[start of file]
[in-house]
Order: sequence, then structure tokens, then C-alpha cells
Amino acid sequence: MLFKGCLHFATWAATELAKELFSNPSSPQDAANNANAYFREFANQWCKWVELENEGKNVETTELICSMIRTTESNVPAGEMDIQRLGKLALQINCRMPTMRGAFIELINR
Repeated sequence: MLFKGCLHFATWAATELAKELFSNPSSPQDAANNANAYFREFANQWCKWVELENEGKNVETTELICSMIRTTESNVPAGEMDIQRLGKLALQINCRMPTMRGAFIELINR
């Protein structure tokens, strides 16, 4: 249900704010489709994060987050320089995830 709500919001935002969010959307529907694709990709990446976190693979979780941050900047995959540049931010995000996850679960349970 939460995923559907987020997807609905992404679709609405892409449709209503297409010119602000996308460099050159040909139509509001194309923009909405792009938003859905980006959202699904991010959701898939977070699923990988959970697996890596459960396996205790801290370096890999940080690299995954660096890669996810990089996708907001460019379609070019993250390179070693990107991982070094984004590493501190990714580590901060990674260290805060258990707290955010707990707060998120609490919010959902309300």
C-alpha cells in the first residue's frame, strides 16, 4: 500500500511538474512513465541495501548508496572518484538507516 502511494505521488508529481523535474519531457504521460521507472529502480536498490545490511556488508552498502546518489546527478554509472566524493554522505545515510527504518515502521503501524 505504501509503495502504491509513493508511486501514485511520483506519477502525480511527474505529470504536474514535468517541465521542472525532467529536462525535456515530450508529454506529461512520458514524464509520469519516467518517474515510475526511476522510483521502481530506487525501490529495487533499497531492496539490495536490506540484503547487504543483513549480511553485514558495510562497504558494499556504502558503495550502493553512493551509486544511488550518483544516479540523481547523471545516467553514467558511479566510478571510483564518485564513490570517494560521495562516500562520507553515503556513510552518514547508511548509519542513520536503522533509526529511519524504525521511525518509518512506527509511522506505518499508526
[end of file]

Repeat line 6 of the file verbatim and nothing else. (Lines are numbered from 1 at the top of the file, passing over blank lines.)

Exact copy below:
C-alpha cells in the first residue's frame, strides 16, 4: 500500500511538474512513465541495501548508496572518484538507516 502511494505521488508529481523535474519531457504521460521507472529502480536498490545490511556488508552498502546518489546527478554509472566524493554522505545515510527504518515502521503501524 505504501509503495502504491509513493508511486501514485511520483506519477502525480511527474505529470504536474514535468517541465521542472525532467529536462525535456515530450508529454506529461512520458514524464509520469519516467518517474515510475526511476522510483521502481530506487525501490529495487533499497531492496539490495536490506540484503547487504543483513549480511553485514558495510562497504558494499556504502558503495550502493553512493551509486544511488550518483544516479540523481547523471545516467553514467558511479566510478571510483564518485564513490570517494560521495562516500562520507553515503556513510552518514547508511548509519542513520536503522533509526529511519524504525521511525518509518512506527509511522506505518499508526